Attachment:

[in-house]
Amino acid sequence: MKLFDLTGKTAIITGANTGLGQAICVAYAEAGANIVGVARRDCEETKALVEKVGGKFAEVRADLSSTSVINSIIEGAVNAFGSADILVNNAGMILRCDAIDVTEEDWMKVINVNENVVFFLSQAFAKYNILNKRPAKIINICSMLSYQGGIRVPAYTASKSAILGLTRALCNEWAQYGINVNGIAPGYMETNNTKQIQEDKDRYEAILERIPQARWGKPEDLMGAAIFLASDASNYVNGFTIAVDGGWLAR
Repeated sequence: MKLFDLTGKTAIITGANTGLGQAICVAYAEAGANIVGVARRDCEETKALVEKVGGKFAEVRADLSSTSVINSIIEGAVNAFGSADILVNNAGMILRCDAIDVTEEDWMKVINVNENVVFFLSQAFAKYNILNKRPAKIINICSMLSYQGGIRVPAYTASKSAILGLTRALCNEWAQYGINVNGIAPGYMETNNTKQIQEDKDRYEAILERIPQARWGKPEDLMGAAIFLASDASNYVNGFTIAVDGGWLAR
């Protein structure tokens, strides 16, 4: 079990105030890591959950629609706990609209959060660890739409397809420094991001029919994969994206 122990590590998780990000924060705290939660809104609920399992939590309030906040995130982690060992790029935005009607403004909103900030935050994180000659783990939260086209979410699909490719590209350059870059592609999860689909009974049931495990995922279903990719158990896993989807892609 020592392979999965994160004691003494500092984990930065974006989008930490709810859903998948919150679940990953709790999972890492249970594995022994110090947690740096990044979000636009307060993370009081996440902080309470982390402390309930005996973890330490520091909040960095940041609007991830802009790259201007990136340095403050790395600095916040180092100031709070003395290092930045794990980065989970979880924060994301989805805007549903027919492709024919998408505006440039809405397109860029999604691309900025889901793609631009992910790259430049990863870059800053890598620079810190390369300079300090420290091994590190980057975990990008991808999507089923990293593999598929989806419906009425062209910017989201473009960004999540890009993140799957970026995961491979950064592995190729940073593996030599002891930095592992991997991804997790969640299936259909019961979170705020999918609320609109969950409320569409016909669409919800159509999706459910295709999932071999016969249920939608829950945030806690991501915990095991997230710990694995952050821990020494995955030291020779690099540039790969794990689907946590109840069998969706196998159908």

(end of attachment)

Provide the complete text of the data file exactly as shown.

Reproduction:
[in-house]
Amino acid sequence: MKLFDLTGKTAIITGANTGLGQAICVAYAEAGANIVGVARRDCEETKALVEKVGGKFAEVRADLSSTSVINSIIEGAVNAFGSADILVNNAGMILRCDAIDVTEEDWMKVINVNENVVFFLSQAFAKYNILNKRPAKIINICSMLSYQGGIRVPAYTASKSAILGLTRALCNEWAQYGINVNGIAPGYMETNNTKQIQEDKDRYEAILERIPQARWGKPEDLMGAAIFLASDASNYVNGFTIAVDGGWLAR
Repeated sequence: MKLFDLTGKTAIITGANTGLGQAICVAYAEAGANIVGVARRDCEETKALVEKVGGKFAEVRADLSSTSVINSIIEGAVNAFGSADILVNNAGMILRCDAIDVTEEDWMKVINVNENVVFFLSQAFAKYNILNKRPAKIINICSMLSYQGGIRVPAYTASKSAILGLTRALCNEWAQYGINVNGIAPGYMETNNTKQIQEDKDRYEAILERIPQARWGKPEDLMGAAIFLASDASNYVNGFTIAVDGGWLAR
């Protein structure tokens, strides 16, 4: 079990105030890591959950629609706990609209959060660890739409397809420094991001029919994969994206 122990590590998780990000924060705290939660809104609920399992939590309030906040995130982690060992790029935005009607403004909103900030935050994180000659783990939260086209979410699909490719590209350059870059592609999860689909009974049931495990995922279903990719158990896993989807892609 020592392979999965994160004691003494500092984990930065974006989008930490709810859903998948919150679940990953709790999972890492249970594995022994110090947690740096990044979000636009307060993370009081996440902080309470982390402390309930005996973890330490520091909040960095940041609007991830802009790259201007990136340095403050790395600095916040180092100031709070003395290092930045794990980065989970979880924060994301989805805007549903027919492709024919998408505006440039809405397109860029999604691309900025889901793609631009992910790259430049990863870059800053890598620079810190390369300079300090420290091994590190980057975990990008991808999507089923990293593999598929989806419906009425062209910017989201473009960004999540890009993140799957970026995961491979950064592995190729940073593996030599002891930095592992991997991804997790969640299936259909019961979170705020999918609320609109969950409320569409016909669409919800159509999706459910295709999932071999016969249920939608829950945030806690991501915990095991997230710990694995952050821990020494995955030291020779690099540039790969794990689907946590109840069998969706196998159908």